Wednesday, February 17, 2010
Winter in Glacier National Park
I've seen Glacier National Park in the summertime. When the sky is so blue you could swim in it and the forest is lush and green.
I've been there in the fall. When the natural world is at its busiest, preparing for the long winter to come. One September night in East Glacier a mountain lion and her two cubs crossed the road in front of us. The lioness stopped to give us a long look, her babies peeking around her, before disappearing into the trees beside the road.
In the winter, the air is sweet and clean and the blanket of snow softens the rugged landscape. There is a quiet that settles on the park and once you step into it it feeds you, like a vitamin you didn't know you needed.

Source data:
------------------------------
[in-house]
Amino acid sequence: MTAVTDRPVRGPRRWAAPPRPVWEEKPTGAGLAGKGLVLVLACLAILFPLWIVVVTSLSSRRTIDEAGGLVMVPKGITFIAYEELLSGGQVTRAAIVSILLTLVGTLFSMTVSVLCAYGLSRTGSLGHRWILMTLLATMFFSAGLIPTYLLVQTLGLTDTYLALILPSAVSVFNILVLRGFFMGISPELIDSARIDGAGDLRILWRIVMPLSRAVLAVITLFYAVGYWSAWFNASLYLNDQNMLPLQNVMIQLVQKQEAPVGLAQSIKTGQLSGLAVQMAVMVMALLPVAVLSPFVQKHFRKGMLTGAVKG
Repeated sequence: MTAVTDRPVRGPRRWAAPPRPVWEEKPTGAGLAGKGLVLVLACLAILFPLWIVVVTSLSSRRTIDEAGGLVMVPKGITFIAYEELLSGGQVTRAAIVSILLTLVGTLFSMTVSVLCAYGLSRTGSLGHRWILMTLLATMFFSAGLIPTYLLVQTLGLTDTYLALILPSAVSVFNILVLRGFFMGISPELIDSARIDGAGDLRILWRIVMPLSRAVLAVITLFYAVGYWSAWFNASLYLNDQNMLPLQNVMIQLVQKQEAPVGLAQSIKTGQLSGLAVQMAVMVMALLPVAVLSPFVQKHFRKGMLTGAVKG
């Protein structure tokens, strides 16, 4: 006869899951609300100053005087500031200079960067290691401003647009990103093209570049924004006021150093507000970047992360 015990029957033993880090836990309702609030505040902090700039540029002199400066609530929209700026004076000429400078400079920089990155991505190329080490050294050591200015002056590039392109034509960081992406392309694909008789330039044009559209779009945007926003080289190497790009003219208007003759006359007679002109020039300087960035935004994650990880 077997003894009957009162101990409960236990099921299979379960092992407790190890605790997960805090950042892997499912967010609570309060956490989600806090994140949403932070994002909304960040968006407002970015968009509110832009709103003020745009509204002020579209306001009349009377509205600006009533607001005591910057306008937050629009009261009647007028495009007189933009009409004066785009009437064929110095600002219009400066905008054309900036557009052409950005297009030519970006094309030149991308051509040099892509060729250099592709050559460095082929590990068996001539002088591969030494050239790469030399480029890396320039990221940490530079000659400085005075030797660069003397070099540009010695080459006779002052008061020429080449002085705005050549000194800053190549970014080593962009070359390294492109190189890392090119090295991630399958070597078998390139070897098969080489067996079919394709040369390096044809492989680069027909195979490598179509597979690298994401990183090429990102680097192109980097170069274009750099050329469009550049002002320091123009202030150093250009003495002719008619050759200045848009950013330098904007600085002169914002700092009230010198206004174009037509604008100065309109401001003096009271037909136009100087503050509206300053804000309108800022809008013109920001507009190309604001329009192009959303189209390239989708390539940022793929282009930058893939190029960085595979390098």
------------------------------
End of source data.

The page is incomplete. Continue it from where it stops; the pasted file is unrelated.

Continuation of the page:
I drove through West Glacier recently, skirting the shores of Lake McDonald. The mirrored surface of the lake reflected the snowy peaks of the mountains and threw back images of the blue sky breaking through the clouds. Even the bare trees, a stark reminder of the fire that swept through the park in 2003, were somehow beautiful.
I was so moved by my time in the park that I drove back to Glacier National Park the following weekend, bringing my husband and two of my daughters along.
Social scientists say one critical element of true happiness is the bond of a shared experience. Perhaps this is why I had to return. And to bring my loved ones with me. I needed to share what I'd seen and felt. To know they had a chance to experience the same wonder. And, they did.
We drove home under the spell of the ancient landscape. Permanently changed.